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Six farms located in the Meshoppen and Tunkhannock watersheds received funding that provided farmers with assistance to improve or create an intensive, rotational grazing system for their livestock. Practices included high tensile fencing and watering systems. The grant was provided through the PA Department of Environmental Protection’s “Growing Greener” program, and was sponsored by the Susquehanna County Conservation District.
These projects were done in conjunction with CREP’s (Conservation Reserve Enhancement Program) Riparian Forested Buffer Practice. “The stream protection was the first priority,” said Jennifer Johns, Stream Buffer Specialist, with the Chesapeake Bay Foundation. “The rest was icing on the cake.” CREP provides cost-share for fencing to exclude livestock from the stream. Native trees and shrubs are planted in the stream corridor, and stream crossings and alternative water supplies are also installed through cost shares. Eight miles of stream banks and 43 acres of wetlands were placed in CREP buffers as part of the project.
Making the conversion from cropping to grazing saves time and money. Letting the cows do the work, while saving on fuel costs for harvesting and spreading manure are just two of the many advantages. Additionally, planting trees along creeks and streams to create a forested area helps to decrease flooding, by slowing waters. Sediment and nutrients like nitrogen and phosphorus are found in runoff from farmland and contribute to algal blooms and fish kills. Forested buffers reduce the amount of these pollutants that enter streams. Moreover, forested streams can be as much as eight times more effective in removing pollution than unforested streams. Forested streams also provide more and better habitat for aquatic wildlife. Together, conversion to rotational grazing and installing forested buffers create a powerful 1-2 punch for conservation.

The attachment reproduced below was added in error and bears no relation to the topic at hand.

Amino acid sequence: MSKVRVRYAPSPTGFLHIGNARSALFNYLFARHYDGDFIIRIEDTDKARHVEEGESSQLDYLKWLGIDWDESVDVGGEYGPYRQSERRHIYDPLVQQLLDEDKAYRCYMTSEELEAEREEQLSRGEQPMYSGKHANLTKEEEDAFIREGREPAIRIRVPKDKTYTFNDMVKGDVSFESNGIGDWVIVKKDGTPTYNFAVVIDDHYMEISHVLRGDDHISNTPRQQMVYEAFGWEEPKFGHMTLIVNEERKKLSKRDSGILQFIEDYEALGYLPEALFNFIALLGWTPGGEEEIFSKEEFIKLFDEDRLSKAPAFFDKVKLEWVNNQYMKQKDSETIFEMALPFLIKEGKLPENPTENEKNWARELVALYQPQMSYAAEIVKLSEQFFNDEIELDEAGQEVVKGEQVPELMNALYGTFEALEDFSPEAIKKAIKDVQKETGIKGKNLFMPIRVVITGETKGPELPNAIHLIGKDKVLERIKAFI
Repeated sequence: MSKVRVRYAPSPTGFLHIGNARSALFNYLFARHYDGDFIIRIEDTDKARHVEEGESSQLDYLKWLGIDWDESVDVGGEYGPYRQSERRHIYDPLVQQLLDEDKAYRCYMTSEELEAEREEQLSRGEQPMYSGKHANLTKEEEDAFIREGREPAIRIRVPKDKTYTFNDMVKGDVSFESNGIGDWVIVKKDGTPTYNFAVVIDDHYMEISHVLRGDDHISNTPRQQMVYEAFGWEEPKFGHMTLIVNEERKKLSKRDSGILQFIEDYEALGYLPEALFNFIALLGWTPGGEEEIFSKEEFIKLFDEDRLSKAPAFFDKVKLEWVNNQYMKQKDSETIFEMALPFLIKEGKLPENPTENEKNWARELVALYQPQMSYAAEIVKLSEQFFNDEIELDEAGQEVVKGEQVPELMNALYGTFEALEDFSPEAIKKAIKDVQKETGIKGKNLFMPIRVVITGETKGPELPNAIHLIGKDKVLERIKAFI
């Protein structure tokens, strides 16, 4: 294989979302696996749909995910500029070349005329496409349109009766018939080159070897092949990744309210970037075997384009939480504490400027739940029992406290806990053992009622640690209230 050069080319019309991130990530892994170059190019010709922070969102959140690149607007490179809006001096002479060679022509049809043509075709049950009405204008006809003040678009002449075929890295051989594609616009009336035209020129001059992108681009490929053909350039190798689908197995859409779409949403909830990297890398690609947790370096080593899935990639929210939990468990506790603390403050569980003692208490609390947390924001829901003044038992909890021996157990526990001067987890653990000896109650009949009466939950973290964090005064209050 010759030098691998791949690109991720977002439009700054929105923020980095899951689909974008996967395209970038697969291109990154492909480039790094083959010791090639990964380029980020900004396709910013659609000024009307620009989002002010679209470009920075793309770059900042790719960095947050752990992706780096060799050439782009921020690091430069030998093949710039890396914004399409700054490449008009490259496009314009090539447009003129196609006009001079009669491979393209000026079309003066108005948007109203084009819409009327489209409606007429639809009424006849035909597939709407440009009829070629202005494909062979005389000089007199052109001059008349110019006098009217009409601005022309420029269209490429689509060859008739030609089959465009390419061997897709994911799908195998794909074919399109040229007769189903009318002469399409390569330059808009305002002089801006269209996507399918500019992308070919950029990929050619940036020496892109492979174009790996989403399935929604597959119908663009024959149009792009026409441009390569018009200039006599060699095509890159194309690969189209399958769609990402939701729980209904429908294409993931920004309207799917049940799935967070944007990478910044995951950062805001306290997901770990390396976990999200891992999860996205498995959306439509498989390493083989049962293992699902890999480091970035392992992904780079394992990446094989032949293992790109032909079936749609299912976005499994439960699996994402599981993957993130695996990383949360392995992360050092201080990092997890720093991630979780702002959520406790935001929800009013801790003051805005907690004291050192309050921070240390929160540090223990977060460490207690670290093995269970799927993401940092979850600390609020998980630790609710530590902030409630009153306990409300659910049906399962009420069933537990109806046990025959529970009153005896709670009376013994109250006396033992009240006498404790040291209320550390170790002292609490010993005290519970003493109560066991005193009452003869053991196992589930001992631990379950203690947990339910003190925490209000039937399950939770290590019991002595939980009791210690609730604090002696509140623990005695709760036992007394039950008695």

Grants like these that work together with programs like CREP are available on a limited basis. If you’re interested, please call or visit your local Farm Service Agency Office. After someone has visited your farm to determine eligibility, be sure to ask about the availability of grazing programs in your area.
The stream buffer practice is also available in areas other than farms, if you have a stream, pond, wetland, etc. that is not forested, chances are it could be eligible for the program. To learn more about the program, sign up for a no-obligation site-visit.
To learn more about CREP, call 1-800-941-CREP or talk to your local Farm Service Agency or Natural Resource Conservation Service.
Nathan Oleniacz AttendsNational 4-H Conference
Nathan Oleniacz of Montrose was one of four 4-H members from Pennsylvania selected to participate in the 53rd National 4-H Dairy Conference held annually in conjunction with the World Dairy Expo in Madison, Wisconsin, September 29 – October 3. This year’s conference brought together 200 4-H members from across the United States and Canada.
Susquehanna County 4-H member Nathan Oleniacz recently attended the National 4-H Dairy Conference in Madison, Wisconsin. Pictured with Nate is Checkerboard, a spring calf, owned by the Evergreen Lane Farm, the Tompkins Family.